2. “Confirmation of the State's power to restrict abortions after fetal viability, if the law contains exceptions for pregnancies which endanger the woman's life or health”;
  3. “The principle that the State has legitimate interests from the outset of the pregnancy in protecting the health of the woman and the life of the fetus that may become a child.”

The Court overruled use of the “strict scrutiny” standard of judicial review for a woman’s right to terminate her pregnancy. The Court held that the “undue burden standard is the appropriate means of reconciling the State's interest with the woman's constitutionally protected liberty.” The State may not impose an “undue burden” on a woman’s right to choose which has the “purpose or effect of placing a substantial obstacle in the path of a woman seeking an abortion of a nonviable fetus.” Such a law would be invalid because “the means chosen by the State to further the interest in potential life must be calculated to inform the woman's free choice, not hinder it.” The Court stated that “under the undue burden standard a State is permitted to enact persuasive measures which favor childbirth over abortion, even if those measures do not further a health interest.”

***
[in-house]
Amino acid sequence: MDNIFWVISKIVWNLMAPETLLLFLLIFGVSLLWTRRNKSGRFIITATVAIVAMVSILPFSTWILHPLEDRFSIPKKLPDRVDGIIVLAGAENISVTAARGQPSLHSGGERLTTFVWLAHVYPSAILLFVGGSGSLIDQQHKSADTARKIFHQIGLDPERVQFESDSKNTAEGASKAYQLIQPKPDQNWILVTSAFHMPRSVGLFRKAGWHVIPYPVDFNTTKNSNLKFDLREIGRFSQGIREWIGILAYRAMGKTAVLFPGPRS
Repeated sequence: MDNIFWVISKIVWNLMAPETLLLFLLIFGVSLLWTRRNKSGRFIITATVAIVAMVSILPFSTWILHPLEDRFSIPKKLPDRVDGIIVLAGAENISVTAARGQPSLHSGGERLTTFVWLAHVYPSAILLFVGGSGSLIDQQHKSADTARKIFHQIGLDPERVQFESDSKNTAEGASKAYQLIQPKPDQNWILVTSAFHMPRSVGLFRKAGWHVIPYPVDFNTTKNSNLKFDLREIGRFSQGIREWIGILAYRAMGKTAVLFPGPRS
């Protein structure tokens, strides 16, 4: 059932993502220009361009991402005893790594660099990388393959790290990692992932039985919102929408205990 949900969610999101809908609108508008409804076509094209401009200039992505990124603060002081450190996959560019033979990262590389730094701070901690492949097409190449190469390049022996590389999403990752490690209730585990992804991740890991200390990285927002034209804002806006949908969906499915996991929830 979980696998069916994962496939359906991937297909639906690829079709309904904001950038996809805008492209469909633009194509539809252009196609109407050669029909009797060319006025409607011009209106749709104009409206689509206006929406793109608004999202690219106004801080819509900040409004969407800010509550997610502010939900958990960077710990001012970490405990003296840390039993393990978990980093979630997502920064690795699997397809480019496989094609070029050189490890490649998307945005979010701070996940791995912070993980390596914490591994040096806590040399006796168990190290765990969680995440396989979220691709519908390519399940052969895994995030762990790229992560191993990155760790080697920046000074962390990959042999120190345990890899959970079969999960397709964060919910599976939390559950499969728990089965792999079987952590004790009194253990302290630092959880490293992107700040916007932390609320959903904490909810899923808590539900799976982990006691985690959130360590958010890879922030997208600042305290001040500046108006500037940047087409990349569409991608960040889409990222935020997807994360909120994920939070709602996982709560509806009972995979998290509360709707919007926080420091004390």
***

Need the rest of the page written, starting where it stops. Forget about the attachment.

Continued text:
The Court overruled Akron I, 462 U.S. 416 (1983) and Thornburgh, 476 U.S. 747 (1986) to the extent that both applied the traditional strict scrutiny standard to abortion restrictions.

The Court did not adhere to the trimester framework established in Roe, holding that the trimester framework was not part of the “essential holding” in the case. It stated that the framework constituted a “rigid prohibition on all previability regulation aimed at the protection of fetal life,” which the State has a legitimate interest in protecting. The Court noted that the trimester framework suffered from two basic flaws: its formulation “misconceive[d] the nature of the pregnant woman's interest”; and “in practice it undervalue[d] the State's interest in potential life.”